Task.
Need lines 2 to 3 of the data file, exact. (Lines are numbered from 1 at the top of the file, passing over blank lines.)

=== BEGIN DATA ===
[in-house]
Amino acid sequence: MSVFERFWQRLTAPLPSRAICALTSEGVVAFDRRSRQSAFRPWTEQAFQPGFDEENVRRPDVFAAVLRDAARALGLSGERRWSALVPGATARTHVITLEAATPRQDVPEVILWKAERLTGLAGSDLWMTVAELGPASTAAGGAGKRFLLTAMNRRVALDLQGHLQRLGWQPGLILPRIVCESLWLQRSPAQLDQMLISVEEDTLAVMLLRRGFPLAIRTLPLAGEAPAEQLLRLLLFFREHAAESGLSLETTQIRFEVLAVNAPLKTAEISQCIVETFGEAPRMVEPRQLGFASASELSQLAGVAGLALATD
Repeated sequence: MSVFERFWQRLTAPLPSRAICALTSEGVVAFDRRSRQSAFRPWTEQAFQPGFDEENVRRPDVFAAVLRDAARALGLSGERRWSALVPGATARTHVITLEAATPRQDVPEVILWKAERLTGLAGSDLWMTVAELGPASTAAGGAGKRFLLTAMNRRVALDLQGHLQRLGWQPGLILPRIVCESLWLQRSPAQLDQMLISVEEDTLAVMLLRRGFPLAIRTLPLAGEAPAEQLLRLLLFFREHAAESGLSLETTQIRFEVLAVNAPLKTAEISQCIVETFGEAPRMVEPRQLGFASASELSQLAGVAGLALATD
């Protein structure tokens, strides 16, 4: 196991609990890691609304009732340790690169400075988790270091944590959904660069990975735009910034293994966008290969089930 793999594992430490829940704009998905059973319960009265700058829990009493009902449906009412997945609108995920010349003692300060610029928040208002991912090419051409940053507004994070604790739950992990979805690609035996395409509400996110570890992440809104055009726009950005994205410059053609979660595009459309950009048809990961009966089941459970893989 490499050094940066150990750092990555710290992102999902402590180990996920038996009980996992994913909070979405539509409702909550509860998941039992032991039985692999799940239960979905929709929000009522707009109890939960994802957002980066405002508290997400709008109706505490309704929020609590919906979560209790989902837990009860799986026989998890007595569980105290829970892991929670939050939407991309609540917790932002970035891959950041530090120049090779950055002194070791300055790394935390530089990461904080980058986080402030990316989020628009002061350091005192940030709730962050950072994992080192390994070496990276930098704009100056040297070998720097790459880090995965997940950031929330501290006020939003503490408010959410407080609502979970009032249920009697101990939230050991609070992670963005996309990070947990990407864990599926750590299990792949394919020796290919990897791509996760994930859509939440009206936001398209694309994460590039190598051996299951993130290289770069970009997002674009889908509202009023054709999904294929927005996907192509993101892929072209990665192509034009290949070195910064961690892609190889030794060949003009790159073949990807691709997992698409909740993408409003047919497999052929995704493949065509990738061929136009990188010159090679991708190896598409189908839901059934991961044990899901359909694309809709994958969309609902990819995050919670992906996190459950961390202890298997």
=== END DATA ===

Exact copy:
Amino acid sequence: MSVFERFWQRLTAPLPSRAICALTSEGVVAFDRRSRQSAFRPWTEQAFQPGFDEENVRRPDVFAAVLRDAARALGLSGERRWSALVPGATARTHVITLEAATPRQDVPEVILWKAERLTGLAGSDLWMTVAELGPASTAAGGAGKRFLLTAMNRRVALDLQGHLQRLGWQPGLILPRIVCESLWLQRSPAQLDQMLISVEEDTLAVMLLRRGFPLAIRTLPLAGEAPAEQLLRLLLFFREHAAESGLSLETTQIRFEVLAVNAPLKTAEISQCIVETFGEAPRMVEPRQLGFASASELSQLAGVAGLALATD
Repeated sequence: MSVFERFWQRLTAPLPSRAICALTSEGVVAFDRRSRQSAFRPWTEQAFQPGFDEENVRRPDVFAAVLRDAARALGLSGERRWSALVPGATARTHVITLEAATPRQDVPEVILWKAERLTGLAGSDLWMTVAELGPASTAAGGAGKRFLLTAMNRRVALDLQGHLQRLGWQPGLILPRIVCESLWLQRSPAQLDQMLISVEEDTLAVMLLRRGFPLAIRTLPLAGEAPAEQLLRLLLFFREHAAESGLSLETTQIRFEVLAVNAPLKTAEISQCIVETFGEAPRMVEPRQLGFASASELSQLAGVAGLALATD